Vitamin and Mineral Deficiency

When we consider vitamin and mineral deficiency, the deficiencies that come to mind tend to be the most common ones. We know all about calcium deficiency as it will affect our bones, we know all about iron deficiency as it could possibly lead to anemia. Also, many of us are well aware of the deficiency diseases caused because of a lack of sufficient vitamins. However, what we do not know is that some of the lesser known minerals are as essential to our bodies.

In this article, we will deal specifically with potassium deficiency, the problems associated with it, and foods that you can include to ensure that your body gets its daily requirement of potassium.

What is Potassium Deficiency?

The mineral potassium is an electrolyte that is used by many of the body’s functions on a cellular level. Normally, the body needs about 4.7 grams of potassium every day for adults. Teenagers require about the same amount, with children and babies needing a lot less. Listed below are the daily potassium requirements, depending on age, gender, and condition:

  • Infants under 6 months, 0.4 grams
  • Infants between 6 and 12 months, 0.7 grams
  • Children between 1 and 3, 3 grams
  • Children between 4 and 8, 3.8 grams
  • Boys between 9 and 13, 4.5 grams
  • Men between 14 and 70, 4.7 grams
  • Girls between 9 and 13, 4.5 grams
  • Women between 14 and 70, 4.7 grams
  • Pregnant women, 4.7 grams
  • Lactating women, 5.1 grams

When the body does not get its daily requirement on a regular basis, it leads to what is known as potassium deficiency. Potassium deficiency is medically referred to as hypokalemia.

Causes of Potassium Deficiency

As a general rule, potassium deficiency does not occur due to a dietary insufficiency. This is because potassium can be obtained from a wide range of food sources such as meat, chicken, fish, vegetables, fruits, dairy products, and nuts. Research shows that potassium deficiency is common in certain conditions and with certain illnesses. Below are the main reasons for potassium deficiency.

  • Excessive vomiting and diarrhea (usually occurs in cases of food poisoning and stomach infections)
  • Consuming laxatives
  • Consuming diuretics on a regular basis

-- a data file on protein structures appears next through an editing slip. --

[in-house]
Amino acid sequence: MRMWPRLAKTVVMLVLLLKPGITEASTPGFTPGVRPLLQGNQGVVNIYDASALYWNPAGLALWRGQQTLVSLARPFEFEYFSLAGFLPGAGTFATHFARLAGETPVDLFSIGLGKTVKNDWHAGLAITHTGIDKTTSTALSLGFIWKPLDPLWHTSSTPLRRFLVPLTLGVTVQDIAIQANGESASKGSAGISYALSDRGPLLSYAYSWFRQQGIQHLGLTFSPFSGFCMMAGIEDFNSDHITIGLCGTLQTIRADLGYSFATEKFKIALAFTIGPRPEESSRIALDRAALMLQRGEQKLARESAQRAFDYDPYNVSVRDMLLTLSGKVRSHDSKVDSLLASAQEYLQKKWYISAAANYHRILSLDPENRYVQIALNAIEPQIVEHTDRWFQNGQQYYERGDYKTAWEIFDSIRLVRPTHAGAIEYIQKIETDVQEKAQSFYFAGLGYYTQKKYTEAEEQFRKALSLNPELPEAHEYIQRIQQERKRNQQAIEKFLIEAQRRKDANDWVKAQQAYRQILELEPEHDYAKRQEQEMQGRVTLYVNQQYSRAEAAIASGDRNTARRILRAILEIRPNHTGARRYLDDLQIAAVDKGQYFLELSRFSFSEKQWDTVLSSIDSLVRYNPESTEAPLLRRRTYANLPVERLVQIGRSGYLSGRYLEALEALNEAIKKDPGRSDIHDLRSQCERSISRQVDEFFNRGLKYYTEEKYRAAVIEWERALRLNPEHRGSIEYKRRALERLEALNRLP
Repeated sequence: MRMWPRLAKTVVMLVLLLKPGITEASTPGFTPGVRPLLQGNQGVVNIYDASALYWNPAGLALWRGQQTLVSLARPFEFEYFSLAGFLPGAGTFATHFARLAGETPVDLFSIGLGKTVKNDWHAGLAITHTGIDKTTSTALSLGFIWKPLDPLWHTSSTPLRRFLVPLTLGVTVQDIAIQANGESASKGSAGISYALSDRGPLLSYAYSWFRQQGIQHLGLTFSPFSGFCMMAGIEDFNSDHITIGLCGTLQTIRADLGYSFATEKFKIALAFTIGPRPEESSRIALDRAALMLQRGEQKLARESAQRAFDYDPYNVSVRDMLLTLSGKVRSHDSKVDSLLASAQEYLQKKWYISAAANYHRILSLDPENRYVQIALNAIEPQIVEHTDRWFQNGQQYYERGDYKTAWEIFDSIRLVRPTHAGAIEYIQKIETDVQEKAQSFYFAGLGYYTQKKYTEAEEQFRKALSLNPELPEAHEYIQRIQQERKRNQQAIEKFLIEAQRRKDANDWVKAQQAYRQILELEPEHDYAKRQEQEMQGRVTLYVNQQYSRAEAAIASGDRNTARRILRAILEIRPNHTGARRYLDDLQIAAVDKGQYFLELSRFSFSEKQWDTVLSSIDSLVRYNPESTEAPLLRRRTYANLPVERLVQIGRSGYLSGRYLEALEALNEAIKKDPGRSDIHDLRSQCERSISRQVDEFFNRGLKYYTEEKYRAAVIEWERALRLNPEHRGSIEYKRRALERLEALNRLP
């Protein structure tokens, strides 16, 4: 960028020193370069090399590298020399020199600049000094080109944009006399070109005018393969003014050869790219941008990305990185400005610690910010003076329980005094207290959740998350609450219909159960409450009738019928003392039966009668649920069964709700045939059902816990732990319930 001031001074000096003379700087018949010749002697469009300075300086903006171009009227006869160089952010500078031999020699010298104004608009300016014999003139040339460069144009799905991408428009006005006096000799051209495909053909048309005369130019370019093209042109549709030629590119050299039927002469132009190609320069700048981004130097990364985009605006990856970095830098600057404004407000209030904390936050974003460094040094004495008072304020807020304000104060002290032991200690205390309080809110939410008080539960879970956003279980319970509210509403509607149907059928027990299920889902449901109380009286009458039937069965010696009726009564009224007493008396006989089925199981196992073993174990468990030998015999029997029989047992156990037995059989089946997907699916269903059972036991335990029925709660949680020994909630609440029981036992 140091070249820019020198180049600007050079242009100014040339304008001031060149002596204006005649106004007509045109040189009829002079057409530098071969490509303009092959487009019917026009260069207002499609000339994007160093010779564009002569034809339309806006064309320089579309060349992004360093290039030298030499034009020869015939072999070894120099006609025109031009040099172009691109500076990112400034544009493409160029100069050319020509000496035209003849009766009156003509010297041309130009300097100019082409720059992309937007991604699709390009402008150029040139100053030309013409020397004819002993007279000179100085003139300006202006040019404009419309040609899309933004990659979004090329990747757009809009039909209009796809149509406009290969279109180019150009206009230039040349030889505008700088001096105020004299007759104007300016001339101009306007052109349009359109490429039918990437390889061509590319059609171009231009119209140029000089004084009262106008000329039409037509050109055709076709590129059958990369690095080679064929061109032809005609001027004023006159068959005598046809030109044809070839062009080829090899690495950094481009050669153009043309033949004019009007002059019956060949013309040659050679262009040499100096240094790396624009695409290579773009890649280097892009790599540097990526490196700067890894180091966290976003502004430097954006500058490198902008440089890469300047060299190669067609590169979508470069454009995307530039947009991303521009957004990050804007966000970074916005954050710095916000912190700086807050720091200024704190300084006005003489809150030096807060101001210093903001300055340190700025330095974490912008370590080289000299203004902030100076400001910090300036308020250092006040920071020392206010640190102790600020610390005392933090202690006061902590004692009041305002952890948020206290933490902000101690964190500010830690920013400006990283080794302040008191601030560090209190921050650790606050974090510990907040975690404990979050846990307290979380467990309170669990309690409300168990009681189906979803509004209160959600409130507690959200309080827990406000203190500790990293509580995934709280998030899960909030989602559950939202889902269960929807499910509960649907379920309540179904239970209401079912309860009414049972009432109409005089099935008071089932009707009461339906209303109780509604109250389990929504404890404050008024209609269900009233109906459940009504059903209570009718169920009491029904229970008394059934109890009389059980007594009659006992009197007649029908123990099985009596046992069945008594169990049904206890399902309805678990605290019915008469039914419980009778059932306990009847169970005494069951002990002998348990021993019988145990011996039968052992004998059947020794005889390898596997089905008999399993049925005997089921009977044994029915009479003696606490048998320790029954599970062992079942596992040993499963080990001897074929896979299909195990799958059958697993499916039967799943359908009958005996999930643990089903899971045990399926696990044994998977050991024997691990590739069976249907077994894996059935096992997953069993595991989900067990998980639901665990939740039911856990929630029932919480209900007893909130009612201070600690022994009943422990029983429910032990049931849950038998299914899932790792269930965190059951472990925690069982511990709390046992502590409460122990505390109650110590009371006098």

• Consuming steroidal drugs
  • Kidney problems
  • Adrenal gland problems

Symptoms of Potassium Deficiency

Some of the common symptoms of potassium deficiency are as follows:

  • Slightly elevated blood pressure
  • Cardiac arrhythmias
  • Glucose intolerance
  • Increased risk of kidney stones
  • Muscular weakness
  • Tiredness
  • Cramps in muscles
  • Constipation

Some severe symptoms of potassium deficiency include:

  • Very high blood pressure
  • Flaccid paralysis (paralysis of muscles without an apparent cause)
  • Hyporeflexia (poor reflexes)
  • Cardiovascular disease and strokes

Problems Related to Potassium Deficiency

Below we will discuss some of the major problems associated with potassium deficiency. Some of the common problems associated with potassium deficiency are birth defects, anemia, and heat intolerance.

Potassium Deficiency and Birth Defects

During pregnancy, most women are advised to consume plenty of vitamins and minerals to help both the mother and the developing fetus. Most women are asked to take folic acid, zinc, and iron supplements; however, there is not a lot of stress on the micronutrient potassium. This is because most of the foods we eat contain potassium and there is no real need for supplementation. However, when potassium levels drop in pregnant women, it can lead to serious problems such as high blood pressure, which is known to cause defects in the fetus. This happens in cases when the sodium intake is very high in pregnant women.

Potassium Deficiency Heat Intolerance

Potassium deficiency is also associated with heat intolerance, although this is not a direct consequence of potassium deficiency. Since potassium is found in such abundance, it is very rare for anyone to have a deficiency unless they have severe diarrhea or vomiting. This removes a lot of the fluid out of the system, and the potassium is lost in this process. When this is done, consuming fluids without any salts in it can result in deficiency. This is why electrolytes are provided when severe vomiting or diarrhea is experienced. During the loss of potassium, sodium salts are also lost, and it is the loss of sodium that causes heat intolerance. Since they come together, it is easy to assume that potassium deficiency causes heat intolerance.

Tips to Avoid Potassium Deficiency:

  • Eating a balanced diet and drinking plenty of water will help avoid potassium deficiency.
  • Potassium is found in abundance in all the food that we eat, both meat as well as vegetable products, so a good diet will usually be sufficient to meet your requirements.
  • Supplements need to be taken only when you are on a very severely restricted diet, where your body does not obtain the required quantity of the micronutrient. It is however, inadvisable, to take potassium in the form of supplements, and its long-term effects on the body have not yet been studied.